Reinsurance market reaches ‘tipping point’ – report

The confluence of secondary peril losses, geopolitical turmoil and reset macroeconomic fundamentals have led to a US$46bn reduction in capital at 1H22 and a projected year-end decline for the first time since the global financial crisis, according to a report from Howden.

The broker’s report, published today ahead of the Monte Carlo Rendez-Vous, reflects structural shifts in supply and demand dynamics in the market, which it describes as having reached a ‘tipping point’.

Howden’s research demonstrates how climate, conflict and capital are coalescing to create this situation, as 2022 mid-year renewals see rate increases accelerate to their highest levels since 2006.

Having initially stood firm in the face of headwinds that began in 2017, persistent catastrophe loss frequency and major macroeconomic and geopolitical realignments this year have exacerbated pressures and altered assumptions around yields, capital and loss costs.

Bradley Maltese, CEO, Howden Re said: “After years of excess capacity, loss uncertainty and the changing world order have combined to create some of the most challenging market conditions in two decades. Pricing and risk appetites are responding accordingly. No two cycles are the same, however, and new capacity could very soon be enticed into the market, given current rating levels and the higher potential returns on offer.

“Capital providers’ price expectations have continued to shift in line with structural changes to the loss environment, meaning that 2023’s reinsurance renewal cycle is likely to see further pricing pressures. Loss experience from here will be crucial: whilst pressure will increase if the wind blows this year, it will be more muted off the back of a loss-free second half. Choosing your intermediary carefully is essential in helping cedents secure the best and most cost effective coverage available in the current environment.”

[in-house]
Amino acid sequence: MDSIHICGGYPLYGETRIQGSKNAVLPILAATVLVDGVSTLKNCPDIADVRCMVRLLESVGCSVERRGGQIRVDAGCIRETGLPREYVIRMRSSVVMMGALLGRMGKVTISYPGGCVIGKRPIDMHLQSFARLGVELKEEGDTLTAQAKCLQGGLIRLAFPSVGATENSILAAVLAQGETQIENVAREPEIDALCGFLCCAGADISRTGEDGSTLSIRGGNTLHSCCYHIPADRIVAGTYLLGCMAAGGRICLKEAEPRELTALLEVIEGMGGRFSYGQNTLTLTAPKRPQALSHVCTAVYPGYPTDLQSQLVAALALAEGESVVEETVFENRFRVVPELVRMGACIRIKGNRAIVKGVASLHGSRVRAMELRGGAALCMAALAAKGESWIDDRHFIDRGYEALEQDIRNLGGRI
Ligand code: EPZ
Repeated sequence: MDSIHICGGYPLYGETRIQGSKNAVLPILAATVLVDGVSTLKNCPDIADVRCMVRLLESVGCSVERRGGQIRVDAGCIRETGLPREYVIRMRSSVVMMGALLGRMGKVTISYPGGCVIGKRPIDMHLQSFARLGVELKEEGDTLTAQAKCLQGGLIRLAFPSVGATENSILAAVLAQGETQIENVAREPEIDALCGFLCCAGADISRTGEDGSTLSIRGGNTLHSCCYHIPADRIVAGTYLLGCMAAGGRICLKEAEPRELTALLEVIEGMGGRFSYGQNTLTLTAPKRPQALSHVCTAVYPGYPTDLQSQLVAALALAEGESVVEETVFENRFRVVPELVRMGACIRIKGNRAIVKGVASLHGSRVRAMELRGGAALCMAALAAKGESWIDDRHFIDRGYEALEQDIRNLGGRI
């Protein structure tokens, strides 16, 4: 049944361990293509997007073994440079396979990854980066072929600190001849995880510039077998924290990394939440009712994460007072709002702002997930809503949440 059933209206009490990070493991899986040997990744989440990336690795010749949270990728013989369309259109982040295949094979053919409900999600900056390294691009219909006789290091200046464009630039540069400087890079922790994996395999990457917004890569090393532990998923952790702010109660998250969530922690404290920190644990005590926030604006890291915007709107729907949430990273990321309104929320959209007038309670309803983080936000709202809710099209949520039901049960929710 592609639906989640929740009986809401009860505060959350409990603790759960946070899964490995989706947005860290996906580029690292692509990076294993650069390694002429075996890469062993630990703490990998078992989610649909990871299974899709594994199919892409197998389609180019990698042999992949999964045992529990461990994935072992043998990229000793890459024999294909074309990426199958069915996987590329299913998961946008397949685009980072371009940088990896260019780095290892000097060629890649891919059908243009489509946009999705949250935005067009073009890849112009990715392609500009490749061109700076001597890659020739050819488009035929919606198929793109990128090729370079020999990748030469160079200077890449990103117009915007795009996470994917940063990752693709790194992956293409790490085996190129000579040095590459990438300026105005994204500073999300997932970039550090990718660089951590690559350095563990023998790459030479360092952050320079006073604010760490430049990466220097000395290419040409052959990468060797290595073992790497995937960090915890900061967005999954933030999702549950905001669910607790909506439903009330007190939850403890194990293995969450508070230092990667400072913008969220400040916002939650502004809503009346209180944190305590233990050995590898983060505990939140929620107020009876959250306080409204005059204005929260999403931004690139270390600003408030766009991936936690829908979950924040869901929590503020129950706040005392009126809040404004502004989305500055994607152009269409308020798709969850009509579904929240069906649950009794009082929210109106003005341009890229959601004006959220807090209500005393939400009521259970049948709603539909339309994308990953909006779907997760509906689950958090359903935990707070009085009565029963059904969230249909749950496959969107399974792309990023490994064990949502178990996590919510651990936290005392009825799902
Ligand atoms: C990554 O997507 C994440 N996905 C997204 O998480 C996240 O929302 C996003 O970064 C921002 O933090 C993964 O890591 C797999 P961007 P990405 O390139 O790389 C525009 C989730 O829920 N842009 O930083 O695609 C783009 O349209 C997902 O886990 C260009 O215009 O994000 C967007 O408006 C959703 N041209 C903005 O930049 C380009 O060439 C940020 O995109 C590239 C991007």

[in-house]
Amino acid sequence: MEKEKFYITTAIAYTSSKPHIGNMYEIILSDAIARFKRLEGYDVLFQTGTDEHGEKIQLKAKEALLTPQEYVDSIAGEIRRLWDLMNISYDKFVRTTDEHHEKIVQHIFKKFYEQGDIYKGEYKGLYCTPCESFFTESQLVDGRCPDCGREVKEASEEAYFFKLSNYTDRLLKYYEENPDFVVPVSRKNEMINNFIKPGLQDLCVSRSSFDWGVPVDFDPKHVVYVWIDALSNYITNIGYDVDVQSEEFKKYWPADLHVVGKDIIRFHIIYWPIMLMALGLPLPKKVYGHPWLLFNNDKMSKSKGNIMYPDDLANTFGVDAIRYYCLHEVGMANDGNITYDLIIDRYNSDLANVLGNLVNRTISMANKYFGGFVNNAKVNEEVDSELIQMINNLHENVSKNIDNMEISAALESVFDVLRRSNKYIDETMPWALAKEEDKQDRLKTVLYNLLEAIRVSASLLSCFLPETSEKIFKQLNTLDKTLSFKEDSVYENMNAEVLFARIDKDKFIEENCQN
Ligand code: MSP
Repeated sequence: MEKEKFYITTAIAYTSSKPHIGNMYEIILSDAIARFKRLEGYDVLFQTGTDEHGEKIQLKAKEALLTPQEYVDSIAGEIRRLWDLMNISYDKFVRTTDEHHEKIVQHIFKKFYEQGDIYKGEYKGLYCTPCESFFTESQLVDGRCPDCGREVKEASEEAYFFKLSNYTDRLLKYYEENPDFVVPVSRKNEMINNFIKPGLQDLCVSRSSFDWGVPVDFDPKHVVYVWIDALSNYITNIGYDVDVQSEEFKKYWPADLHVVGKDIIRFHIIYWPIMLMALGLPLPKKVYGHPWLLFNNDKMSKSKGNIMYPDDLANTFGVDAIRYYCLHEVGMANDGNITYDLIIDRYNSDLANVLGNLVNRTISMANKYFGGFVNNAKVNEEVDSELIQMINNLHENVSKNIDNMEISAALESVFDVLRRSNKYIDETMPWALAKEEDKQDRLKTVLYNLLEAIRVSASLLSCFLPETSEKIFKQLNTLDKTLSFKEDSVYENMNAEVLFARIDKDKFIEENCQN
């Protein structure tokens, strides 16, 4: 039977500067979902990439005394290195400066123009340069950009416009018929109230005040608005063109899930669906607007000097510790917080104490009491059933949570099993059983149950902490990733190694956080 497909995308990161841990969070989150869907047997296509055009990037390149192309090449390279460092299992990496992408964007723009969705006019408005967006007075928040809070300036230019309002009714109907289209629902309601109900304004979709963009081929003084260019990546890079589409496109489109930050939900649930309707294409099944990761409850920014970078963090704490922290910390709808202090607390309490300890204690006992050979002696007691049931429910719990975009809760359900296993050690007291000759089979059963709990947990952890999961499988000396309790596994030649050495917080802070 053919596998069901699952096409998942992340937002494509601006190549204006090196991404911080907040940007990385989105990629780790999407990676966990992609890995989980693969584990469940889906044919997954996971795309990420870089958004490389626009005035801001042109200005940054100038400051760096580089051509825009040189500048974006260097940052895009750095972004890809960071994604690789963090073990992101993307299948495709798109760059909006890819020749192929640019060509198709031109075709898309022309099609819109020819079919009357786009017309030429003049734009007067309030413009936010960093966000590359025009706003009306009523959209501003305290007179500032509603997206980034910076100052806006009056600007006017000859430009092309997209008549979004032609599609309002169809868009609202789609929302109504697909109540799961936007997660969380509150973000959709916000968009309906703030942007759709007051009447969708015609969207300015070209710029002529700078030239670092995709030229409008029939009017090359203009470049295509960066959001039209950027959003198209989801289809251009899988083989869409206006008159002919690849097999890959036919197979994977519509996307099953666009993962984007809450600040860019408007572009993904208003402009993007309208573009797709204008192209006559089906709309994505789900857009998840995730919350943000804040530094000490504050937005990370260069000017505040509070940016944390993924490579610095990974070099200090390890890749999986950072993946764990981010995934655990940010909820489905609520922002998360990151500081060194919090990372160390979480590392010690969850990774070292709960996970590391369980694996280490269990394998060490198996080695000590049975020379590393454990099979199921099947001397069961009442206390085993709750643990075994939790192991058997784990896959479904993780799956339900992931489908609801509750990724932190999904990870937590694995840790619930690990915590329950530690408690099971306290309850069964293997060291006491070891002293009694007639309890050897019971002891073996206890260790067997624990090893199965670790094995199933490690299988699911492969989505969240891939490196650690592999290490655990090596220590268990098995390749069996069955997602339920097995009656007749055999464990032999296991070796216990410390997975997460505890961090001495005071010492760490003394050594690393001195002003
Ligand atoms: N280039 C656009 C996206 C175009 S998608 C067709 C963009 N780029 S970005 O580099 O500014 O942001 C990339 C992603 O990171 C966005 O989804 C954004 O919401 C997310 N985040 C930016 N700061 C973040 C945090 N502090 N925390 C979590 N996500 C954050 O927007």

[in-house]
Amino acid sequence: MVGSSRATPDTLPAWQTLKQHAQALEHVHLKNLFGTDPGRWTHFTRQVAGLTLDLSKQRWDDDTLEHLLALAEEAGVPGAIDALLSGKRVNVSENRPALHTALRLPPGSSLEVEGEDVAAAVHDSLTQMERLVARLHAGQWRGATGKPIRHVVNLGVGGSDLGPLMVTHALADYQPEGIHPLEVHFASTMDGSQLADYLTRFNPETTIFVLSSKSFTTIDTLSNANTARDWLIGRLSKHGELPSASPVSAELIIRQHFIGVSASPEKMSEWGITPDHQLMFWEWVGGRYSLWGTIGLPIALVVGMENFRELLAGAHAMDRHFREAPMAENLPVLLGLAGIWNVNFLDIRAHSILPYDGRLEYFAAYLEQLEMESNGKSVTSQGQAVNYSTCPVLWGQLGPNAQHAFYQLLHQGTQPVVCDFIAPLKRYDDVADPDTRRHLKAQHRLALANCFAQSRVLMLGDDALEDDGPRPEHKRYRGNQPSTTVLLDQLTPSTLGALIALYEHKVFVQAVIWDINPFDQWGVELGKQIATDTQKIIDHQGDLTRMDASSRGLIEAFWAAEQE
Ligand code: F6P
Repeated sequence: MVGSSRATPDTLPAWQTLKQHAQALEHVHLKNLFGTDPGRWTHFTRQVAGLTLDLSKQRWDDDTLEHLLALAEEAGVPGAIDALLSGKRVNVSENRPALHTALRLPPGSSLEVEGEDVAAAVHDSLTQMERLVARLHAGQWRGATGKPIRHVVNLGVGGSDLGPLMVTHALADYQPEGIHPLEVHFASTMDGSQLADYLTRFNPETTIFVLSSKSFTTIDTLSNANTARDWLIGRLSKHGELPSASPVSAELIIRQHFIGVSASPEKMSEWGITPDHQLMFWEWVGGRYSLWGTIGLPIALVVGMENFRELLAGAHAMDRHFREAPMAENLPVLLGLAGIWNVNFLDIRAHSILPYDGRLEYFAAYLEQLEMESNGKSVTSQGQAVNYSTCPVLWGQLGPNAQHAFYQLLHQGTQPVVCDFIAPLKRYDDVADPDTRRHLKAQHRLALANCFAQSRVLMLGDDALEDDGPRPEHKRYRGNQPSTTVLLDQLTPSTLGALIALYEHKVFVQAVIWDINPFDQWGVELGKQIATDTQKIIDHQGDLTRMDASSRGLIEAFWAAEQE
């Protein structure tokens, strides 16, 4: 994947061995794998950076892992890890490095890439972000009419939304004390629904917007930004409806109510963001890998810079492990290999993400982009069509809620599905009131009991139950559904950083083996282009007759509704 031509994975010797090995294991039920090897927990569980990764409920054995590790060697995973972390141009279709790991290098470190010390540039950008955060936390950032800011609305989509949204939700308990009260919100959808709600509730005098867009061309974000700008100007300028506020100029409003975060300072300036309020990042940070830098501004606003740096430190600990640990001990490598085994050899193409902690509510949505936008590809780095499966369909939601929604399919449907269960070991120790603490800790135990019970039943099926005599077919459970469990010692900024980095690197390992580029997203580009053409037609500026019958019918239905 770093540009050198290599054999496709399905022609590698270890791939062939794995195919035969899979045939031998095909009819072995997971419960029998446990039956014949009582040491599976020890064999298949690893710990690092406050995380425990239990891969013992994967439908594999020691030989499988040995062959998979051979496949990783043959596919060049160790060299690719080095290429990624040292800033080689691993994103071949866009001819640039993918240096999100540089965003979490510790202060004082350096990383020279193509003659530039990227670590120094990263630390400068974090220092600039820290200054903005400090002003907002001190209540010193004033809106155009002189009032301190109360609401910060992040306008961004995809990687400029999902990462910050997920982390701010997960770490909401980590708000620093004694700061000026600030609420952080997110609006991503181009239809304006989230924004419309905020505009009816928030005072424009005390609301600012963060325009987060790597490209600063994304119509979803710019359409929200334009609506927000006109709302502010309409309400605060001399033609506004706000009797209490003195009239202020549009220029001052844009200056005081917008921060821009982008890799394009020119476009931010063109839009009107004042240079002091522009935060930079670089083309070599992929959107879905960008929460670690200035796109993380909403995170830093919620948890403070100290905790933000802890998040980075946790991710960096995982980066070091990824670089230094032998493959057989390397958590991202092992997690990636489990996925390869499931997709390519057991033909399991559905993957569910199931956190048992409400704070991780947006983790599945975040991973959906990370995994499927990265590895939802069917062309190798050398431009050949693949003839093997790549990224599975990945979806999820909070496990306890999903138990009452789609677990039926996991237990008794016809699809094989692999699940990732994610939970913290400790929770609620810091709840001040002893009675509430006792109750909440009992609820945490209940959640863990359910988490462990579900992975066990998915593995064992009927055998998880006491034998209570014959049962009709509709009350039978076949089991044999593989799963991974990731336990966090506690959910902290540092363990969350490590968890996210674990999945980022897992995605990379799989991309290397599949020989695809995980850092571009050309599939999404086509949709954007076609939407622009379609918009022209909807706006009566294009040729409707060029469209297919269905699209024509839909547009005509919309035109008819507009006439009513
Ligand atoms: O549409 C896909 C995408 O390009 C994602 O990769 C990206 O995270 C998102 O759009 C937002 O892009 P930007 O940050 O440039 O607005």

The property-catastrophe market is currently in the eye of a price, risk and inflation storm, and reduced capital inflows, along with rising ‘secondary’ peril losses, the three-year average of which has nearly doubled since 2013, have strengthened reinsurers’ resolve to meet rising costs of capital.

All of these factors are starting to tell, with signs of distress at mid-year renewals, according to Howden’s report. Property-catastrophe pricing for Florida business rose by an average of 25% at 1 June. A cumulative increase of 90% in the last five years has seen Howden’s 1st June ROL index rise to its highest level since 2007.

Whilst Ukraine war claims are likely manageable overall for the re/insurance sector, the concentration of losses amongst premium-light lines of business will lead to disproportionate pain, according to the report. Current industry loss expectations range from US$10bn at the low end to upwards of US$20bn; reported claims (of US$2.5bn to date) have a long way to travel before they get close to these figures, Howden asserts. With unexpected war losses coming fast on the heels of unexpected pandemic losses from Covid-19, reinsurers’ exposure to loss aggregation in such a volatile risk landscape has contributed to the transitioning reinsurance cycle in 2022. Both events have revealed how perils once regarded as ‘distinct’, such as business interruption, supply chain failures and price shocks, can be connected and strike simultaneously.

Capital impacts have been significant, as asset markets adjust to the end of the ‘great moderation’. 2022 already represents a local low for dedicated reinsurance capital. An 11% impairment during the first six months of the year, together with significantly higher premiums, sent the sector’s solvency margin ratio (capital divided by premiums) back to levels last recorded in the depths of the global financial crisis. Even assuming a recovery in financial markets in the second half, which is far from assured, capital losses are unlikely to recover fully this year. Any year-on-year decline in reinsurance capital at the end of the December would represent the first full year reversal since 2008, and provide further impetus for market firming, according to the report.

Elliot Richardson, chairman, Howden Re commented: “Unlocking capital in order to find solutions for risks that may soon outgrow the sector’s capital base will be crucial to maintaining relevance and offering clients coverage that meets their rapidly changing needs. Clients demand better data, world class analytics, scale and a unique blend of capital markets and risk transfer. In these market conditions, clients need a new approach to broking that is innovative, aggressively entrepreneurial and home to the sector’s strongest talent. In 2023, Howden Tiger will be delivering just that.”

Chart source: NOVA and Howden

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